something i come across often online is the assumption that all people are speaking from the same context as you. i was reminded of this recently when somebody shared a link to a website selling some wares & another person replied that it was very expensive - but it wasn't. the link was to something being sold in taiwan & thus in taiwanese dollars, but the person who replied had assumed it was in american dollars.
as somebody who has never really been part of a majority ever since i emigrated from my birth country when i was still very young, this bewilders me. how can people assume that the internet, which is full of so many people from around the world, is going to always reflect their own perceptions? i've never had the luxury of being able to assume that somebody i don't know will be similar to me because most of the times, it is not going to be true.
i think this is part of why it can be so hard for people who are part of the majority to understand different minorities though. for me, i by default will assume that people have different experiences, because most of the population around me is living a very different experience from me. but if you are part of the majority, this isn't the case - & i am still thinking on what i believe is the best way to help people overcome this hurdle.
for me it's a particular pickle because depending on what backgrounds people have they will assume different things about me. the thing is, i don't want to correct people most of the time, because correcting people forces me to share personal information online that i don't really want to. i don't feel like i am responsible for what people falsely assume me to be, but at the same time, i am the one affected, so if i don't correct them, these false assumptions will only continue.
things people assume about me that are wrong:
- because i speak japanese & talk about my life in japan, i'm japanese: no, i'm not. i have never said i am. i have three different passports and none of them is from japan. language ethnocentrism is bad & i wish people would stop it.
- if i'm not japanese, i must be white: i've had people accuse me of secretly being white before for exactly this reason, but this is just silly. if you think only japanese people & white people live in japan, you are sorely mistaken.
- i'm ace/aro so i can't have a partner: yes i am ace/aro, but i have lived with a partner for over five years now & we are doing just fine. i had an ex-friend send a whole essay to me about how i somehow betrayed them by not fitting into their misguided preconception of how ace/aro people should live & it sucked.
i could go on & on because people have made the wildest assumptions about me just from what i've posted online (i'm not going to post the more harmful ones because i don't think sharing bigotry is helpful), but i feel like most of these assumptions generally come from people who think 'because i am XXX, if i see somebody online who is also XXX, we must share all the same experiences' or 'i have heard of one XXX person who is (stereotype), so all XXX people must be (stereotype)'.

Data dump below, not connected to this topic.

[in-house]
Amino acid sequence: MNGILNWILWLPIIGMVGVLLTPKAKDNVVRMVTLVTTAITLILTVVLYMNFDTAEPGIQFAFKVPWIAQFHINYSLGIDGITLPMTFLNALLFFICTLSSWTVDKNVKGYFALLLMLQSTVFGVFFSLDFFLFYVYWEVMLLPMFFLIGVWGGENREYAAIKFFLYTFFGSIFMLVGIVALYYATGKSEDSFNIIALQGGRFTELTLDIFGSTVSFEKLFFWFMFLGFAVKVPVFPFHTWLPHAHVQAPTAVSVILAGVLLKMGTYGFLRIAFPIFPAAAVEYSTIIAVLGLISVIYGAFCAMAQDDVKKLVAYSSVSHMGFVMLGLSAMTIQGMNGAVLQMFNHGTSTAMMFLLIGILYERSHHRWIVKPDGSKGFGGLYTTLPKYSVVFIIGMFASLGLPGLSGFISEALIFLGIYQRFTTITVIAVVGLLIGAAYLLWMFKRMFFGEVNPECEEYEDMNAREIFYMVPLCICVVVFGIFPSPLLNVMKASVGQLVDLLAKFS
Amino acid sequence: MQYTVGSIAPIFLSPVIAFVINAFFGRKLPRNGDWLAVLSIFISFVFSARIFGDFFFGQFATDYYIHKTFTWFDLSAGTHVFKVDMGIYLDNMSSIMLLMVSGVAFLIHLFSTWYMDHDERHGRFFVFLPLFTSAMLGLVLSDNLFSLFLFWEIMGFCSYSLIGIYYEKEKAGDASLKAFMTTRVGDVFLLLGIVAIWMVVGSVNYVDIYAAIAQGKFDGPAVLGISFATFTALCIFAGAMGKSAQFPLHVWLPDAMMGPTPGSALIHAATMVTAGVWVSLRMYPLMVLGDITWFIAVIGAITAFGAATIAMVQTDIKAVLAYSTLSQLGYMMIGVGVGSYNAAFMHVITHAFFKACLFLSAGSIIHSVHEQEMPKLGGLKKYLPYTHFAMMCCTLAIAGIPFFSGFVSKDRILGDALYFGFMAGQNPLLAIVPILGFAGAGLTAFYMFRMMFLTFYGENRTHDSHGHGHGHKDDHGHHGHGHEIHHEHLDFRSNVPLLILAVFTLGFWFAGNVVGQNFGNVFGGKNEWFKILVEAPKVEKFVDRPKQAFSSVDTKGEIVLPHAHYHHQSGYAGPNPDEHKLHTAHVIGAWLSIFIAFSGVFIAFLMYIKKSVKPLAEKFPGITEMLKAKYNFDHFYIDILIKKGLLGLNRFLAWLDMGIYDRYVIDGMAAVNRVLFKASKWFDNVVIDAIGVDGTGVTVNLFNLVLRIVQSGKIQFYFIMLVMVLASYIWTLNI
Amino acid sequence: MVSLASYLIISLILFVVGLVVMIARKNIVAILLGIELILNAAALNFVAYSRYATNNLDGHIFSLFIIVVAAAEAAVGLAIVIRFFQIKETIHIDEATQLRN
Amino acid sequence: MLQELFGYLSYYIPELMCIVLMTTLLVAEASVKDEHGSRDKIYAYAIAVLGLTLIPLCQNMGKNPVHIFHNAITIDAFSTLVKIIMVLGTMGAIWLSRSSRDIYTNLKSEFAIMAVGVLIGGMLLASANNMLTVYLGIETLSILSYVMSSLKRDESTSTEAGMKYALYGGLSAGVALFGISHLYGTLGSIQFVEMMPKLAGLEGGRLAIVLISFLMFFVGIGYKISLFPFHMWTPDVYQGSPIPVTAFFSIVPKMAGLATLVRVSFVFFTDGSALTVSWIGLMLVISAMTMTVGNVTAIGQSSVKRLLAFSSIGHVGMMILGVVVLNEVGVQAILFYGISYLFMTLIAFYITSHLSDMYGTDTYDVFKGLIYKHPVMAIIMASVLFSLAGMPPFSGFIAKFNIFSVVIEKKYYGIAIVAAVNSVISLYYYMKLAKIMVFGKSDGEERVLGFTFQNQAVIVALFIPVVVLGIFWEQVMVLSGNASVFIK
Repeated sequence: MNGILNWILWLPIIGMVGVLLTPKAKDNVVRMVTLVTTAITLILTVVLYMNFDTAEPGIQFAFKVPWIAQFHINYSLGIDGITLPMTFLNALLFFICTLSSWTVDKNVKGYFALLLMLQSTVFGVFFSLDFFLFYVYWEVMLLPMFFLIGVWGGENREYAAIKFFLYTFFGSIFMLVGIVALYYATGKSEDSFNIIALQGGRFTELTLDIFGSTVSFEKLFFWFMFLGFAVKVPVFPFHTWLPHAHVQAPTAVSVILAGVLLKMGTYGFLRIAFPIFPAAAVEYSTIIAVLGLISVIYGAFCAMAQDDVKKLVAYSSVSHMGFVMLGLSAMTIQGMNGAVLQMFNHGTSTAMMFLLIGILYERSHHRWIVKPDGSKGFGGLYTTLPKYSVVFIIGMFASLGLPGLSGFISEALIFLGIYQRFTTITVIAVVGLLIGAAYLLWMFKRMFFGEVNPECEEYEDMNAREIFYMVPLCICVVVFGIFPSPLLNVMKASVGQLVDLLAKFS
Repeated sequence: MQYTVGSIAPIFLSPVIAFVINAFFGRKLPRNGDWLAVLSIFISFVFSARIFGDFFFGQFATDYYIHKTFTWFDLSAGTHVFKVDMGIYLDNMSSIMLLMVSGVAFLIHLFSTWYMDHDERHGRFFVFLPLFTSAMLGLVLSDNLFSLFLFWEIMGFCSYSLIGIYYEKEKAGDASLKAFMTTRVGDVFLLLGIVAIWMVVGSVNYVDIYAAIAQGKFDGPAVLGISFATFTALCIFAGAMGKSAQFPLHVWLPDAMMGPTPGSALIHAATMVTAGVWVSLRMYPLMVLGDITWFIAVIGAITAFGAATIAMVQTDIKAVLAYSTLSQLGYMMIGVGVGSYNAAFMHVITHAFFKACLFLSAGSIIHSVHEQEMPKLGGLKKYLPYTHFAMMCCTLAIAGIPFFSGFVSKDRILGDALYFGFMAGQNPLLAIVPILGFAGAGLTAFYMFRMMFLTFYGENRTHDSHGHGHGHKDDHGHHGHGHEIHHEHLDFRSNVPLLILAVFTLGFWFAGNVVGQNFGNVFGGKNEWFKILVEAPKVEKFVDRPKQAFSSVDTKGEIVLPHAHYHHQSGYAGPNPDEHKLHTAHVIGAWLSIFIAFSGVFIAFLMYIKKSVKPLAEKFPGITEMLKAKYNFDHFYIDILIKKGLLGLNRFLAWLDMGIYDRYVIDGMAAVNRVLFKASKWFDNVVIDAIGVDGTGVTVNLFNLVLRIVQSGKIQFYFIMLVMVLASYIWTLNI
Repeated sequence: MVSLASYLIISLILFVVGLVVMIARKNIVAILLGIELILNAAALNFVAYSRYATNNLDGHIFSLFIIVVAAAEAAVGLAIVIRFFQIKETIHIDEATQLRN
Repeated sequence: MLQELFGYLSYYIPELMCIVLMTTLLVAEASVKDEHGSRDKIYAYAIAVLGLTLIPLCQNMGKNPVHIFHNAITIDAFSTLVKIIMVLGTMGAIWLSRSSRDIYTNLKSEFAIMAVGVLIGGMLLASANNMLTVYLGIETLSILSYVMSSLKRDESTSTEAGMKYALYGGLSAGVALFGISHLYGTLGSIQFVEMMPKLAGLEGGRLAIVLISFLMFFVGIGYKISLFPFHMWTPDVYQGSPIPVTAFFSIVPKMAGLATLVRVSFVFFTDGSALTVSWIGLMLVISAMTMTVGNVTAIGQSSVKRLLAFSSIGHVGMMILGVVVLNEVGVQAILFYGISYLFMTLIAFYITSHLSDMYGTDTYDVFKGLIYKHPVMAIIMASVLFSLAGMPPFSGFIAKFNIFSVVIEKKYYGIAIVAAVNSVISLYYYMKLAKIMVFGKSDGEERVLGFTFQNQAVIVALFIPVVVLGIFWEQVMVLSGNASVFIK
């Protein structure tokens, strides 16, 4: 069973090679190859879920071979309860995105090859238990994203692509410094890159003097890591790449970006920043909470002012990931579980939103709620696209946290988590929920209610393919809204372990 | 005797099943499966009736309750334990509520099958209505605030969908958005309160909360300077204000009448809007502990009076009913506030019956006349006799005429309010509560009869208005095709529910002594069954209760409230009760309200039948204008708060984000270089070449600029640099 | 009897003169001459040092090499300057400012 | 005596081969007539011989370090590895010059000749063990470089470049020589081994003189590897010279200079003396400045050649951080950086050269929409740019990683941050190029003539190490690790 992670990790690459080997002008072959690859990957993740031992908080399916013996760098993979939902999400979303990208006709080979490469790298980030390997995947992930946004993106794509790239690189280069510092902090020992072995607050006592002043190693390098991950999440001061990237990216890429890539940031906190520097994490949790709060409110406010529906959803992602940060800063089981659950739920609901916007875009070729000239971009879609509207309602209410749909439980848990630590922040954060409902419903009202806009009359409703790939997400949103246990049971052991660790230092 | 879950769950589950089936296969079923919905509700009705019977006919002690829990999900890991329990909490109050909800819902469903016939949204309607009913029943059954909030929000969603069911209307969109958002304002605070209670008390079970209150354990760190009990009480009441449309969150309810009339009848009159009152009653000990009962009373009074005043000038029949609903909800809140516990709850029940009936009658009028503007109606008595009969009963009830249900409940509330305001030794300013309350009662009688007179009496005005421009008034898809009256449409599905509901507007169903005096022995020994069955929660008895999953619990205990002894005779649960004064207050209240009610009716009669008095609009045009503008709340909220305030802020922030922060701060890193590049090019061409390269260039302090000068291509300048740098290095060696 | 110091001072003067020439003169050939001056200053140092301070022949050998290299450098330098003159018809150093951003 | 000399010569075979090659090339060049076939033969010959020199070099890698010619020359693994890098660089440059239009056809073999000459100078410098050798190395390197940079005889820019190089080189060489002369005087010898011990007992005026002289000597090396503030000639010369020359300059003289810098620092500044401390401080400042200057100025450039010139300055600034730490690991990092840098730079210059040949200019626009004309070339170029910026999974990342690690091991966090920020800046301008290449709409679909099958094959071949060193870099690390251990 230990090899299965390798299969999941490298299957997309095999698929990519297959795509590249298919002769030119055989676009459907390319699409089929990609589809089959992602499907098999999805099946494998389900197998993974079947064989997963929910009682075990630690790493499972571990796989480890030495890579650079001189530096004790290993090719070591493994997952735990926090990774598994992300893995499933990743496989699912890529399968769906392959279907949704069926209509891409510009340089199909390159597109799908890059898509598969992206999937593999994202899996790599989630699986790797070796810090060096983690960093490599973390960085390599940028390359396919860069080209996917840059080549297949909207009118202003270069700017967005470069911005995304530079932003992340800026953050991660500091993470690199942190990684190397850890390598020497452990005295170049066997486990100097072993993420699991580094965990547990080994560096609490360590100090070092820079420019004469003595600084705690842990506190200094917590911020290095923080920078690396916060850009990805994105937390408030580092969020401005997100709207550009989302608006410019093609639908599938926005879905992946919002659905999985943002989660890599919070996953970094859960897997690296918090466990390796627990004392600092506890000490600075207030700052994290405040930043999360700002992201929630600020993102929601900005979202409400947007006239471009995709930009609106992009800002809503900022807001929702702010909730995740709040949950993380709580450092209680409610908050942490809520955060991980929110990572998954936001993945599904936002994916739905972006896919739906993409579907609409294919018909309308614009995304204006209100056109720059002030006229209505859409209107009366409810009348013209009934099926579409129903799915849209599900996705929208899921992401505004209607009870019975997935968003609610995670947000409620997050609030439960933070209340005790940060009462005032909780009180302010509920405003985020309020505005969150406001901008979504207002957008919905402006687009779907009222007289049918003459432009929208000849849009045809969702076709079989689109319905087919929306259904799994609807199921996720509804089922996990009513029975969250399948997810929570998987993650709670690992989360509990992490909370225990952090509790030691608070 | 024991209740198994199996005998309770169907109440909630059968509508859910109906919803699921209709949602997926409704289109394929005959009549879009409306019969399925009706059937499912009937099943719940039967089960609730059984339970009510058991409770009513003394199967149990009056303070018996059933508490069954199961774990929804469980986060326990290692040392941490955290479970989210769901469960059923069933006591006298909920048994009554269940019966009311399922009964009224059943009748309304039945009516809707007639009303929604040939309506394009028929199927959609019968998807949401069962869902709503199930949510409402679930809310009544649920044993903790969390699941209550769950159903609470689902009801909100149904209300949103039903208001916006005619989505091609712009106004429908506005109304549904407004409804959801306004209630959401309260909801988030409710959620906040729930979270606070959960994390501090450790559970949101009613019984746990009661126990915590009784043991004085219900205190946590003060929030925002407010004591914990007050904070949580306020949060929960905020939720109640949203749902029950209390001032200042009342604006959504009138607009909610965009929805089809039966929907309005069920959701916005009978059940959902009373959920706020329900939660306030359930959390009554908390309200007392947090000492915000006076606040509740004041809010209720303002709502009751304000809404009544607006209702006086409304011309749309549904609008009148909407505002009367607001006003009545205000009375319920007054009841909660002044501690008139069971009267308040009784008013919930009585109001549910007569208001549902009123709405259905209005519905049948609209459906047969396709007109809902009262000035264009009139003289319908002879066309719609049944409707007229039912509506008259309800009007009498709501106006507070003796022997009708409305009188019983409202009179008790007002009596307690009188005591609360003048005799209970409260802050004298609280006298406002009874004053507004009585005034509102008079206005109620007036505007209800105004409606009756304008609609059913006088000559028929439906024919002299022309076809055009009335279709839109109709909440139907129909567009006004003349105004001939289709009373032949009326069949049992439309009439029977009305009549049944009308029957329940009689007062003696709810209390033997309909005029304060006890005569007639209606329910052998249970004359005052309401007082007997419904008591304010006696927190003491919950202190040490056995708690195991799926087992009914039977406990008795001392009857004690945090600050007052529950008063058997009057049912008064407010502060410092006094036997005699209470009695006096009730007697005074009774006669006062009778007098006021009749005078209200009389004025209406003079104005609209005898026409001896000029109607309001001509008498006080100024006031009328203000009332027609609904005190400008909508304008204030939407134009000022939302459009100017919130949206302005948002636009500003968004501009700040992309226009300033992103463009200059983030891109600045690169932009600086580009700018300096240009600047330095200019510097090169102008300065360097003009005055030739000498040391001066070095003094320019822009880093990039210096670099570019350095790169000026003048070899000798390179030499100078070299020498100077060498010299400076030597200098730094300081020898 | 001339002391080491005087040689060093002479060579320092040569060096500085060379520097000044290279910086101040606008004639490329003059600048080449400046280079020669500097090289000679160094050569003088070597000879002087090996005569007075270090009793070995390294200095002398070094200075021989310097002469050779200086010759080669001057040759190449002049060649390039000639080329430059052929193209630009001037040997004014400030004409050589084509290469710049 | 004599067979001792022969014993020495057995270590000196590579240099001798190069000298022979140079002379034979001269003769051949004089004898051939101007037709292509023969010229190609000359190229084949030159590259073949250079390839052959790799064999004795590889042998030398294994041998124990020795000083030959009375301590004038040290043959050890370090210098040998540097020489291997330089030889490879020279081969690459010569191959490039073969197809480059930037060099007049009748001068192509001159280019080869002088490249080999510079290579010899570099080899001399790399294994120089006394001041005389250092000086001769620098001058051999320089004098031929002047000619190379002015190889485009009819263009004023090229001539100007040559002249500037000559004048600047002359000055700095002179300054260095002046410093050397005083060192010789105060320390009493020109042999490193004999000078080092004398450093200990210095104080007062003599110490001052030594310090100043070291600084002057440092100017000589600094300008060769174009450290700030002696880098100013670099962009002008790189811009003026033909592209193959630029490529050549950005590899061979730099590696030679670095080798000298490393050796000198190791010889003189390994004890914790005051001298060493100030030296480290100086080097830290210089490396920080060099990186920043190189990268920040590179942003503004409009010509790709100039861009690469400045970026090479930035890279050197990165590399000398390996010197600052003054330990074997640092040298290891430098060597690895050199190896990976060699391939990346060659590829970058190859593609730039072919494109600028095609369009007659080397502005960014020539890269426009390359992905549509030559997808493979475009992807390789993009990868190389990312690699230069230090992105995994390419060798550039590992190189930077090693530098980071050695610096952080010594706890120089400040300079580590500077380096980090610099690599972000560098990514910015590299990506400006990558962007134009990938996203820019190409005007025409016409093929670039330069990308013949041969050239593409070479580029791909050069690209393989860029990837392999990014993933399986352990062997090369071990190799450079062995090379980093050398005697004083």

for a long time i couldn't understand how people could just believe these preconceptions of theirs had to be correct - but then i realised that was because i wasn't thinking from a majority perspective. while i've never been able to assume that because a person speaks a language it means they belong to a specific country (because i myself speak multiple different languages not always connected to the country i currently lived in), for somebody who for example lives in japan & only speaks japanese & only knows japanese speakers who are japanese citizens, from their perspective, assuming that people who speak japanese in japan who 'look' japanese (this is another issue wherein only people who 'look' japanese - that is east asian ish - are assumed to be japanese, even though you'll have japanese people with different backgrounds) are japanese like they are can be logical.
what does this mean for those of us who suffer from these assumptions though? we bear the burden of always having to correct people, not knowing whether correcting them will make us more vulnerable (i have had people immediately change their attitudes around me after finding out my ethnicity, only to then change their attitudes again after finding out one of my nationalities). we are expected to work in a system where people assume us to be one way even though the conditions they live under are very different than the conditions we toil through. trying to clear up assumptions often just results in worse situations for us.
(as a bit of a detour, i remember a friend telling me about this movement in english young adult literature called #ownvoices which was meant to promote diversity/inclusion but ended up in some cases forcing creators to out themselves to prove their stories were 'authentic' & this is exactly the sort of situation i don't want to be forced into.)
i don't even really know if i want to share this much information about myself here because i know it will only cause people to make more asusmptions - like 'you're probably from here then' or 'i guess you're xxx race' or 'maybe you're not really ace/aro then' - but the point i'm trying to make here is that these assumptions suck! stop assuming! i don't have a good conclusion to this since it's just something that's been on my mind for a while, but if you've read all the way here & have assumed stuff like this about me or other people you know before, i hope you'll consider thinking about why you care so much about labelling other people & what that says about you & your own connection to your identity.